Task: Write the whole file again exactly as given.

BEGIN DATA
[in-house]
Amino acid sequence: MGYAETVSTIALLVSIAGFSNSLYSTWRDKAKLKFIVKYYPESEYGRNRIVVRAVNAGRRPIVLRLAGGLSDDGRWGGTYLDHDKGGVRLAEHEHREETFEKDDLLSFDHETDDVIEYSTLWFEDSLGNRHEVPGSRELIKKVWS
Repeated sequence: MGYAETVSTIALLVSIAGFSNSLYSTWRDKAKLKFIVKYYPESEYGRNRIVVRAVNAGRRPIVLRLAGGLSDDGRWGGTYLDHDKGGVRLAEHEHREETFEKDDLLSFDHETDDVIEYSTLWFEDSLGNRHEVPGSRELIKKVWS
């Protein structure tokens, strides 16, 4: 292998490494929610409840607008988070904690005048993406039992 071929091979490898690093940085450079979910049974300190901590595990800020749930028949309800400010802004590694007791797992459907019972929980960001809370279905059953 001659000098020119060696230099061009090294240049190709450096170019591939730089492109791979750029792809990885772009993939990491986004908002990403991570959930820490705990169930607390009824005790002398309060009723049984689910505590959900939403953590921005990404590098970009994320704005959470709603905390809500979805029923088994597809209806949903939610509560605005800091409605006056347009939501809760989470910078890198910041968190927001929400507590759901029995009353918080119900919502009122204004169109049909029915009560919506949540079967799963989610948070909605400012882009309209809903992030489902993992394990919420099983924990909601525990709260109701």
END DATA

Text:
[in-house]
Amino acid sequence: MGYAETVSTIALLVSIAGFSNSLYSTWRDKAKLKFIVKYYPESEYGRNRIVVRAVNAGRRPIVLRLAGGLSDDGRWGGTYLDHDKGGVRLAEHEHREETFEKDDLLSFDHETDDVIEYSTLWFEDSLGNRHEVPGSRELIKKVWS
Repeated sequence: MGYAETVSTIALLVSIAGFSNSLYSTWRDKAKLKFIVKYYPESEYGRNRIVVRAVNAGRRPIVLRLAGGLSDDGRWGGTYLDHDKGGVRLAEHEHREETFEKDDLLSFDHETDDVIEYSTLWFEDSLGNRHEVPGSRELIKKVWS
């Protein structure tokens, strides 16, 4: 292998490494929610409840607008988070904690005048993406039992 071929091979490898690093940085450079979910049974300190901590595990800020749930028949309800400010802004590694007791797992459907019972929980960001809370279905059953 001659000098020119060696230099061009090294240049190709450096170019591939730089492109791979750029792809990885772009993939990491986004908002990403991570959930820490705990169930607390009824005790002398309060009723049984689910505590959900939403953590921005990404590098970009994320704005959470709603905390809500979805029923088994597809209806949903939610509560605005800091409605006056347009939501809760989470910078890198910041968190927001929400507590759901029995009353918080119900919502009122204004169109049909029915009560919506949540079967799963989610948070909605400012882009309209809903992030489902993992394990919420099983924990909601525990709260109701």